It is hard to disagree with him when one considers that the dim and industrious seem to have taken over on almost every issue today.
Community spirit thanks
From: Tim Wood, the Old Colonial, Mirfield
In a recent conversation with a newcomer to Mirfield, who had moved into the area from Ashford in Kent, I was told, and not for the first time, that they loved living in Mirfield and that it had a great sense of community spirit. Growing up on the back streets of Dewsbury, when there wasn’t much brass about, everybody helped each other out, on the allotments or building and repairing things, so being part of your local community becomes second nature to you.
A fortnight ago we had a great community occasion – on the Friday I was the host and quizmaster for a social event for the Mirfield Show Committee, who hold meetings at the pub.
They are all volunteers and their hard work comes to fruition on show day.
They are a hard-working crowd of people, although I must say they were a bit rubbish at the quiz (it may have been the drink that fuddled their thought process).
Prior to the quiz starting various members from Mirfield Round Table frantically appeared to borrow bits for their beer festival, held down at St Paul’s Church.
Behind the scenes I help them whenever they ask. The beer festival on the Friday and Saturday was a tremendous success.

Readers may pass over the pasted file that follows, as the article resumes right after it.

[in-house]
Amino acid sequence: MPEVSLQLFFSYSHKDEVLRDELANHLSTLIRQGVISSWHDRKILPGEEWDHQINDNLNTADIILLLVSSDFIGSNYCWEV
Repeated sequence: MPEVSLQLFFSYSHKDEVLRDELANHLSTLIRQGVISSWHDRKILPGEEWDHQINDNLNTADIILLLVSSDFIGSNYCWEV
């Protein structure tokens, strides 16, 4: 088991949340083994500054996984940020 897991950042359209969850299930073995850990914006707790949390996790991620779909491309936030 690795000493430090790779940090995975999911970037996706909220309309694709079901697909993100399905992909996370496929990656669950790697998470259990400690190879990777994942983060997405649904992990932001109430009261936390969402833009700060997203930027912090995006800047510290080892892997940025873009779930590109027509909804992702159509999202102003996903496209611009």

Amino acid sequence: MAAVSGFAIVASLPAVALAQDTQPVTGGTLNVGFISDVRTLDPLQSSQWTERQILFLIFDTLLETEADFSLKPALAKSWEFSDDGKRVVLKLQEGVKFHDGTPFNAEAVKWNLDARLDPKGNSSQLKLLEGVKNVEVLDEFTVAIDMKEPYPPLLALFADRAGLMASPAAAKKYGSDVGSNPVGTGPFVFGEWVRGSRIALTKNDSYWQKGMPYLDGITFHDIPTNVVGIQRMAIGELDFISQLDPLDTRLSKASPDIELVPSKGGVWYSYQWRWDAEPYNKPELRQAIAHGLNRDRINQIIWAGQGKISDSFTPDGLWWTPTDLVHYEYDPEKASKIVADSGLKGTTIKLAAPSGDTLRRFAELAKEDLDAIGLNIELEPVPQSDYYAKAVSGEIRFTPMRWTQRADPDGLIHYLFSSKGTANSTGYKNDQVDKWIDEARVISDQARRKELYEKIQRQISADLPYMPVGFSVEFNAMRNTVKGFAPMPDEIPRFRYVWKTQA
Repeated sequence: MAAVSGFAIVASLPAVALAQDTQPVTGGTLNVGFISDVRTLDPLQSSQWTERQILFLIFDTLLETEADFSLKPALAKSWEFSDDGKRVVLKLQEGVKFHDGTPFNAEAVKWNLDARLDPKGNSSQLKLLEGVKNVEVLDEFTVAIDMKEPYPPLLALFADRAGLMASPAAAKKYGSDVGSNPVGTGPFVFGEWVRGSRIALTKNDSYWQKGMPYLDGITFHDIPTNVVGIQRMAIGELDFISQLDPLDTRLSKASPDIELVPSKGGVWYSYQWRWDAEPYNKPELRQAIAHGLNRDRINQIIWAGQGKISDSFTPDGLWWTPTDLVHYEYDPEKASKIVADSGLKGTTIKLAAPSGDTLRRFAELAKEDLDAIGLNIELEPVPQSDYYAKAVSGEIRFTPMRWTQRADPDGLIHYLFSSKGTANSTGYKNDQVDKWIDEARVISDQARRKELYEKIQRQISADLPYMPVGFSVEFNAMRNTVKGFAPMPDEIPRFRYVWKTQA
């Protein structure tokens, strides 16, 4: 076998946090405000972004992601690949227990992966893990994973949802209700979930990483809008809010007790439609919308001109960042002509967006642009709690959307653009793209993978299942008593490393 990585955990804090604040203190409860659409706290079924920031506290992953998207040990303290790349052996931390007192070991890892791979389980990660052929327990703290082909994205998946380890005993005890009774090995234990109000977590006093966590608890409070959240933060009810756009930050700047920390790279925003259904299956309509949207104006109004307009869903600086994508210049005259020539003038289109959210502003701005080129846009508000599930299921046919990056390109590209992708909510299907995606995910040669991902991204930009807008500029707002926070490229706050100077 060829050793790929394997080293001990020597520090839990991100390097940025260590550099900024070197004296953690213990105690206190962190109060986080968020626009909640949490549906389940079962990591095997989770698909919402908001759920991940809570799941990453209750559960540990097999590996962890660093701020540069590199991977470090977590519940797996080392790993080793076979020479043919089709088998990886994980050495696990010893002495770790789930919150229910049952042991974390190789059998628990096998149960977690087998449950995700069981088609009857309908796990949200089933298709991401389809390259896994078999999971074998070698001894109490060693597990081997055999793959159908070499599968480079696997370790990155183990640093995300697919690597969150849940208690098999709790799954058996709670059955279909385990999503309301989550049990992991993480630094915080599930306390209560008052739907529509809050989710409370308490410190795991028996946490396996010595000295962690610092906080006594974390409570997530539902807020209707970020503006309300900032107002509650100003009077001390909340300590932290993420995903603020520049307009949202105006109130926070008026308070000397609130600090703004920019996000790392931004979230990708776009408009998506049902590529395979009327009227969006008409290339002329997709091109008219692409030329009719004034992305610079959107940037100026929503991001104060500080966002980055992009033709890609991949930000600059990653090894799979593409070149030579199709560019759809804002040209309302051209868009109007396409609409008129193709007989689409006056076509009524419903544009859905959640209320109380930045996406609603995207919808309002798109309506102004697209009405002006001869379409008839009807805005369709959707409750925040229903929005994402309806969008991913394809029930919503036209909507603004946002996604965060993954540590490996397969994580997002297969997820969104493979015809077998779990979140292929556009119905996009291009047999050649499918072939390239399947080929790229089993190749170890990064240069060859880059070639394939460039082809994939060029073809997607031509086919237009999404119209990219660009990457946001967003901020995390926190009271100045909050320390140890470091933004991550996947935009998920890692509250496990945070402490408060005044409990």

Money raised is given back out to help local good causes – once again the round table and their helpers did a fantastic job, and all are unpaid volunteers. Armed Forces Day in Mirfield went off really well this year, and was attended by veterans, service personnel and the Queen’s representative, Deputy Lord Lieutenant Colonel Patrick Cairns, as well as the mayor and deputy mayor of Mirfield and various other dignitaries and guests.
The service was conducted by the RBL padre Rev Ian Grange, and an address was given by Mr David Pinder about the Falklands War.
Serving RAF corporal Richard Conley interred a rock that he had brought back from the Falkland Islands on a recent tour of duty.
Our young trumpeter James was pitch-perfect with the last post and reveille.
So can I say a big thank you to all those who attended Mirfield’s Armed Forces Day event, and to those who contributed towards the staging of the event, especially to the staff and cadets of 868 Sqdn ATC and their band and the display of their skills on their new drum kits.
It was a red-hot English summer Saturday and later that evening I went back down to St Paul’s Church to the beer festival.
The atmosphere was absolutely brilliant, and I actually bumped into the family from Kent who had spoken so highly of the community spirit in Mirfield.
They were accompanied by a family from Kent who are now thinking of moving up here.
It was a great weekend for Mirfield’s social calendar and I was just pleased to be a very small part of the community-spirited juggernaut that goes forward each year with increasing speed and I hope never stops.
Well done to you all.
How are they independent?
From: Harry Teale, Mirfield
As an ignorant, Christian, English Yorkshireman, I need help in clarifying your article on page three of The Press (05/07/2019) regarding the Fire and Rescue Authority.
You state that the FRA is an independent body and yet all 22 members are appointed by five politically-controlled councils. How can the people appointed be independent?
Your article also states that the FRA has been under Labour control for seven consecutive years!
Could you also explain how elected councillors can fulfil their obligations whilst efficiently carrying out a plethora of other appointments?